Steamboat Springs It may be cowboy sacrilege. At first the paintings look like traditional Western art lone horse posed in front of a ranch house.
One step closer to painter Michelle Ideus' work cocks the head. The horse is standing at the corner of Hollywood and Vine, next to a bowl of fruit, a cup and a saucer as part of a surreal still life.
Ideus graduated from Colorado State University in Fort Collins with a degree in painting, but it wasn't until now, at 34, that she decided to make the move toward a full-time art career. Her colorful, sane, but strange mixed-media work is the series she hopes will launch her in Steamboat.
Her work is on display and for sale in Gondola Square at the Steamboat Ski Area from 10 a.m. to 4 p.m. today. Her paintings of landscapes from Maui to Oregon can be purchased for anywhere from $80 to $2,500.
Steamboat residents may have seen her work at the Artisan's Market on Lincoln Avenue or met her during the winter at her Steamboat Ski and Resort Corp. job in the food and beverage department.
Ideus' work is on display with that of a half-dozen other local artists as part of Steamboat Springs' Fourth of July celebration.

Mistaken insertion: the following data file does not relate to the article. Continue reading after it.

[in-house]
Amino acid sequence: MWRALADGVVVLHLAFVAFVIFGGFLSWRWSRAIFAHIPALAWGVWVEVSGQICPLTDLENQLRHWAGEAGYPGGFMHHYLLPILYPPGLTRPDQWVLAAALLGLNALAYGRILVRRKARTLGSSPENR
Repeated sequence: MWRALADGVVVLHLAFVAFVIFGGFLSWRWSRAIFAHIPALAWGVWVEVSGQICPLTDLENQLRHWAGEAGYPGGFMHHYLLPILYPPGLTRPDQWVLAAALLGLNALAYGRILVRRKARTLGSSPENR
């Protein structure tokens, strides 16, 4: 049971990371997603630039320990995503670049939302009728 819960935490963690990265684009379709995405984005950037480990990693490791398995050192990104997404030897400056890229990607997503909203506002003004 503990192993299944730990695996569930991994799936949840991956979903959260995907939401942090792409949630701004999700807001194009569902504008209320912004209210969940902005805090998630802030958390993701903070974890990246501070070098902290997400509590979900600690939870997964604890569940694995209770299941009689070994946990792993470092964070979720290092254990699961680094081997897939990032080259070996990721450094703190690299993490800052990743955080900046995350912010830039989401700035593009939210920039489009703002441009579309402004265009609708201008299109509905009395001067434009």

Across the aisle from Ideus, Joe Gatto set up a boot of traditional Venezuelan hammocks, maracas, incense and jewelry.
This time three weeks ago, he was in the Amazon. Two and a half weeks ago he returned to the States and is traveling around the country visiting old friends and selling goods from his time in South America.
"I want to educate people that Venezuela is not just an oil country with beauty queens and crazy politicians," Gatto said. In his booth he has a map of Venezuela and copies of articles about native artisans.
Gatto spent two and a half years in Caracas, capital of Venezuela, working as a journalist for the local English language newspaper. He traveled all over the country interviewing artists as a cultural writer.
He picked up the incense he sells while doing a story in a small southern Indian town whose locals are trying to increase awareness about the plight of the Amazon.
Gatto bought the hammocks from a weaver in the Andean foothills, in a village known for its textiles.
As a journalist, he learned something new every day. "The weather was perfect and the people were cool," he said. "But now I'm doing things I missed about America while I was gone, like going to festivals. You can't see James Brown in Venezuela."